Gov. Roy Cooper signed an executive order to grant protections on reproductive freedom and abortion access in North Carolina on Wednesday.
Executive Order 263 follows the U.S. Supreme Court's decision to overturn Roe v. Wade, which protected the right to an abortion for nearly 50 years.
The order takes multiple steps to fortify existing abortion laws in the state.
Patients and providers cannot be penalized or criminalized for their involvement in lawful reproductive health care in North Carolina. The order also called on the Department of Public Safety to collaborate with law enforcement to ensure that the statute protecting access to health care facilities is upheld.
The order stated that all cabinet agencies— agencies belonging to the governor’s office or led by a member of the governor’s cabinet—should collaborate with one another to protect individuals and entities who are “providing, assisting, seeking, or obtaining lawful reproductive health care services in North Carolina.”
“For now, it’s up to the states to determine whether women get reproductive health care, and in North Carolina they still can, thanks to my veto and enough legislative votes to sustain it,” Cooper said at the press conference. “I am determined to keep it that way and people need to know that their votes in state legislative races this November will determine the fate of women’s health and freedom in our state.”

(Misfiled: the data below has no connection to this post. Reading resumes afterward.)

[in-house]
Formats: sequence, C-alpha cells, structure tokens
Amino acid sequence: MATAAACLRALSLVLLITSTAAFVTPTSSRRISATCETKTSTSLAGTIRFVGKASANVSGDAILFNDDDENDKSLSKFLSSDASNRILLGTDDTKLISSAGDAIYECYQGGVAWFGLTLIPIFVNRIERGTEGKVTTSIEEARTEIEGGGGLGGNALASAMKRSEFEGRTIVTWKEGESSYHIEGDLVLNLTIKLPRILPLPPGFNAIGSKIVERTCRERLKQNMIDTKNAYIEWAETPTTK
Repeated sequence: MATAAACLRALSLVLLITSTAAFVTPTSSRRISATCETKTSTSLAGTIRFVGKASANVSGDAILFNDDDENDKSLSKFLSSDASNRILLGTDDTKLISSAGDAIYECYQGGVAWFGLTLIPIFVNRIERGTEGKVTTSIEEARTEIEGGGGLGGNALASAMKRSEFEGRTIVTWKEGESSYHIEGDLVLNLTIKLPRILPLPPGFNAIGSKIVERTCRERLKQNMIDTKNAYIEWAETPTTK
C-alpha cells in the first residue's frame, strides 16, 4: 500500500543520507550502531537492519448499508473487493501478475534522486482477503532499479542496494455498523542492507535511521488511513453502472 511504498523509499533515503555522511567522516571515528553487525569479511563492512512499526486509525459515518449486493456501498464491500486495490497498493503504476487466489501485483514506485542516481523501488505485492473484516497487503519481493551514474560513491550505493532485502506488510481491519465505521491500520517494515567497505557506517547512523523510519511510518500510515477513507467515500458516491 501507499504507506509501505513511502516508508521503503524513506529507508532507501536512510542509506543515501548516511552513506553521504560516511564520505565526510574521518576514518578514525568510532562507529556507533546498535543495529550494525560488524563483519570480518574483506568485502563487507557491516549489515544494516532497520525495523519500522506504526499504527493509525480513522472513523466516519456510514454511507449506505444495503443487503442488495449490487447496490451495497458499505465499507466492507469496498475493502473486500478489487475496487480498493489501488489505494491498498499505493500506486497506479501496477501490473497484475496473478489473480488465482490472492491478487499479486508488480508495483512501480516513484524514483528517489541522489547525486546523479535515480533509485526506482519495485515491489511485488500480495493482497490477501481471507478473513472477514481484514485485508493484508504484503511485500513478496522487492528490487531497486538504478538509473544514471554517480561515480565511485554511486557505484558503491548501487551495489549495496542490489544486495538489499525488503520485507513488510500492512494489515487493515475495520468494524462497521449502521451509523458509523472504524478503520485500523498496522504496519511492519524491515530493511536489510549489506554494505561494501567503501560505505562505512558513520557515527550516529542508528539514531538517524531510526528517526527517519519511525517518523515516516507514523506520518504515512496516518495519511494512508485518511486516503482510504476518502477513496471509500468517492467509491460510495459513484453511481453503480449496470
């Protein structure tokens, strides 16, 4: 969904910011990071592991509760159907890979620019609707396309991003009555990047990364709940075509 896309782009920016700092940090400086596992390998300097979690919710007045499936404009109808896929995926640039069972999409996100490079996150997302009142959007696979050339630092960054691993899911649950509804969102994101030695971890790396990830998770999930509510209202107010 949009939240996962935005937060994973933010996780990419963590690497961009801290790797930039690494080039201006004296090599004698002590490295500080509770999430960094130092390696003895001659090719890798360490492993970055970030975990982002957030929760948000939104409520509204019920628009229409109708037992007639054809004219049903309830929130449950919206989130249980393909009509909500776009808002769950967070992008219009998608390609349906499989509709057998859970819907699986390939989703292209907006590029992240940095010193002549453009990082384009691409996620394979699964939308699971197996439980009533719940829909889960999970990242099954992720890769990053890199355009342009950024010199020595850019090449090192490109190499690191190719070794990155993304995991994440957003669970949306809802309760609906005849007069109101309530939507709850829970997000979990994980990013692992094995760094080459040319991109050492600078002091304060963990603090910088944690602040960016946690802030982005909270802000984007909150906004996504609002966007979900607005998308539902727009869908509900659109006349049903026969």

In the wake of the Supreme Court’s decision on Dobbs v. Jackson Women's Health Organization, many nearby states are upholding strict bans on abortions. These decisions make North Carolina an “increasingly critical access point for reproductive health care services for people across the Southeast and country,” the order read.
Cooper referenced research that shows unnecessary restrictions and bans on reproductive healthcare rights can harm people’s health, safety and economic stability. The order also addressed the disproportionate impacts of restrictions on people of color, people with disabilities, people with low incomes and people who live in rural areas.
At the press conference, Cooper was joined by Planned Parenthood Action President Alexis McGill Johnson and other reproductive care advocates.
The order does not change state law, but it ensures residents can maintain the protections and rights they are granted under law.
The order is in effect immediately and will remain until it is repealed, replaced, or rescinded.
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Kathryn Thomas is a Trinity junior and news editor of The Chronicle's 118th volume.